The truth is that he opened my eyes to my self hatred and allowed me the opportunity to question my beliefs about my body. The issue that I thought I had dealt with in the past, resurfaced for me to deal with in the present. So, yes that is one of my favorite stories.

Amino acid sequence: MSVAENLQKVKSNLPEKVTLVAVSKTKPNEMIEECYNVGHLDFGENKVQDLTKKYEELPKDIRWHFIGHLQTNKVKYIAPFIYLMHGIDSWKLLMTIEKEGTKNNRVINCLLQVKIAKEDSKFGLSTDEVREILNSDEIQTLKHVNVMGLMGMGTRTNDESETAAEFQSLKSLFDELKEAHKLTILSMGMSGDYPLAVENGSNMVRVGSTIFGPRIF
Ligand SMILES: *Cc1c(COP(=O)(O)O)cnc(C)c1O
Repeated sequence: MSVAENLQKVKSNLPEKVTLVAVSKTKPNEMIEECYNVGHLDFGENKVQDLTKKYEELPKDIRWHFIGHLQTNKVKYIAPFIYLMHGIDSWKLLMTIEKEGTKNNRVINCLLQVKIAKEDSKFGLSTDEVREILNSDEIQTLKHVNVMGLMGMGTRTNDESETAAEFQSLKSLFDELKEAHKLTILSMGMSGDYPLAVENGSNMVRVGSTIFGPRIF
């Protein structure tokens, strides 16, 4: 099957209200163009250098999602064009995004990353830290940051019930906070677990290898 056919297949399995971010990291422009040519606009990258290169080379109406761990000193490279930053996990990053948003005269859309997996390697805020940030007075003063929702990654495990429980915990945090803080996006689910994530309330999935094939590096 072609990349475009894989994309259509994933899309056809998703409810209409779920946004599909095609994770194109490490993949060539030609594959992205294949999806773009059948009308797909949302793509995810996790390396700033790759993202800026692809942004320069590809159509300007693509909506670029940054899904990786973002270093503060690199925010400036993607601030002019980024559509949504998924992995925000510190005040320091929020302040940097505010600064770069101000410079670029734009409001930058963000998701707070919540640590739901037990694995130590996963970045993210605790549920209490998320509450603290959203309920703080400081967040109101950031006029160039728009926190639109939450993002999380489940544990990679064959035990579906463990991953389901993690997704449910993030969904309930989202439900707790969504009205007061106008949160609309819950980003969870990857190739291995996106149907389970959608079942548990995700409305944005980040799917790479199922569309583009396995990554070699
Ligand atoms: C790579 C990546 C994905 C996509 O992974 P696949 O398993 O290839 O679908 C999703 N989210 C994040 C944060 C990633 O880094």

It seems that I have spent my life believing that I wasn’t allowed to be friends with a man. Growing up in an orthodox Jewish community I learned from a young age that men and women were to be separated. Whether it was in synagogue, where the women sat behind a glass wall or at the dinner table during holidays where the women sat on one end and the men the other. But I was always longing to switch sides. I wanted to be up there carrying the Torah, feeling the weight of it in my arms and reading its holy words. At the dinner table I wanted to hear about politics not parties, money not manicures. And now at 31 and divorced it is time for me to learn how to relate to men in a new way.